talking about the angst you may have felt just after the
Fourth of July, as the news was full of problems in
Greece and China and the stock market was plunging. If
you were like many people, you worried about a stock
market meltdown ó one you couldnít bear if it ended
up like the one that ravaged 401(k)s, IRAs and college
savings amid the recession and financial crisis of 2008.
emotions still raw from 2008, people wondered last week
if they should sell everything. My email was busy with
people asking if they should duck for safety. Financial
advisers were getting calls too. In notes to clients,
they promised that Greece wouldnít hurt investors
because it was a small country, and China was going to
keep growing fast despite the plunging stock market.
notes were a little too simplistic. They underestimated
the mess Greece could transmit to Europe and banks if
financial problems snowballed to other countries.
Furthermore, the assurances on China seemed to flow way
too easily from financial advisers a long, long distance
from Chinaís economy.
government is secretive about the state of the economy,
and even analysts who have spent a lot of time there
come away without clarity about the worldís
storm has passed for Greece. It received a bailout, but
longer term the issues are expected to surface again. So
do you relax now, or dump all your stocks because
problems could arise again?
think about whether you were ready to run for the hills
last week. If you were, you might be taking too many
chances with your money. But thatís not because of the
outcome of Greece or China. Itís because you were
sailing along feeling fine until early July, and then
all of a sudden news on Greece and China crept up on you
and made you feel queasy.
incidents demonstrate that nasty surprises can surface
suddenly for the stock market. They typically are
surprises that financial advisers miss in the early
stages and arenít equipped to predict. Just think of
Greece as an example. To understand the outcome, you
have to know whatís in Angela Merkelís head. Sheís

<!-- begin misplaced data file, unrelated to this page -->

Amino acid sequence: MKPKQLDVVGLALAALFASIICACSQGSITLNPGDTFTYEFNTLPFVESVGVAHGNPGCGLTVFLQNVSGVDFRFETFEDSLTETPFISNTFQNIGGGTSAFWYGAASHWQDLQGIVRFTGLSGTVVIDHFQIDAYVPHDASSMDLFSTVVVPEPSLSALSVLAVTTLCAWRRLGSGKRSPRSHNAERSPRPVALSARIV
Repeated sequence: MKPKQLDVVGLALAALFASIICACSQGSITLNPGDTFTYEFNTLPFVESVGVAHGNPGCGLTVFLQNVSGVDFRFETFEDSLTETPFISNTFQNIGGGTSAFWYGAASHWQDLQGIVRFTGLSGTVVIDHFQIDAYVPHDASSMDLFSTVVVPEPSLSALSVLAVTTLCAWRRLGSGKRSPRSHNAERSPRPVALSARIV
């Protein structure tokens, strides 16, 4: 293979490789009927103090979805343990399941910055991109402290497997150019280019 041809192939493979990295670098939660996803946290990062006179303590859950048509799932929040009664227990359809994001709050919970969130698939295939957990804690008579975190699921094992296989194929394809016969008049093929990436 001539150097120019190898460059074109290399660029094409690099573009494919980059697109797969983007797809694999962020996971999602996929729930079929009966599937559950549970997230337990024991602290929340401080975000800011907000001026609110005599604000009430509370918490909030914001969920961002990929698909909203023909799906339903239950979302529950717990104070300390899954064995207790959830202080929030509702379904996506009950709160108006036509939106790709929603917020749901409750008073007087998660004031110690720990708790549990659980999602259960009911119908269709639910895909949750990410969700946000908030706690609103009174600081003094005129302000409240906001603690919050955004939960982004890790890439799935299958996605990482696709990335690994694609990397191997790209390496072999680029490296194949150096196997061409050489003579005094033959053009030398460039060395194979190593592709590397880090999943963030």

the German leader whoís been calling the shots about a
Greek bailout, and Wall Streetís fancy financial
models donít allow them to peer into Merkelís brain.
hereís what you can do. Consider what would happen to
your money if one of the stock marketís inevitable
surprises comes along and whacks your 401(k) or
retirement money. Could you survive it? And if you
could, perhaps you can be calmer even with scary news.
If you are too exposed and canít survive a mess, make
example, if you have a giant chunk of your money in a
China stock fund, consider cutting it back. Financial
planners often suggest making specialized investments
ó like betting on China ó with only about 5 percent
of your money.
often individuals go with all or nothing ó either
all-in the stock market or bail out completely. Thereís
a better way: Hedge your bets. Hold some stock funds and
bonds at all times, and sprinkle spice ó if you are so
inclined ó with bets like China.
mixtures of stocks and bonds will save you even if you
arenít clever enough to spot the next crisis or find
an adviser who can peer into Merkelís brain.
the cautious approach a person might have taken with
stocks and bonds before the 2008 financial crisis. If
the person was feeling cozy before the crisis hit but
divided a $10,000 investment half in stock funds and
half in 10-year U.S. Treasury bonds, the money would
have been battered in the market crash, but not
destroyed. By the worst point in the downturn, only
$8,379 of the original $10,000 would have been left, and
the person might have been panicked. But then came the
healing. In 14 months, the person was back to even with
slightly over $10,000 again, and now has about $16,730,
according to Morningstar.
the conservative approach with the person who plops
everything into stocks and hopes he can figure out when
to bail or stick it out. A $10,000 investment totally in
the stock market in the financial crisis would have
melted to $4,980 at the worst point ó a lot worse than
the $8,379 from the more conservative stock and bond
the stock market healed, but it took a long time and a
lot of nerve. By March 2012, the risky investor was back
to even. Now, that person has $16,000. That has to be
reassuring. But the easiest way to proceed if you might
be upset by a sharp downturn is to ratchet back your
risks before the scary moments arrive.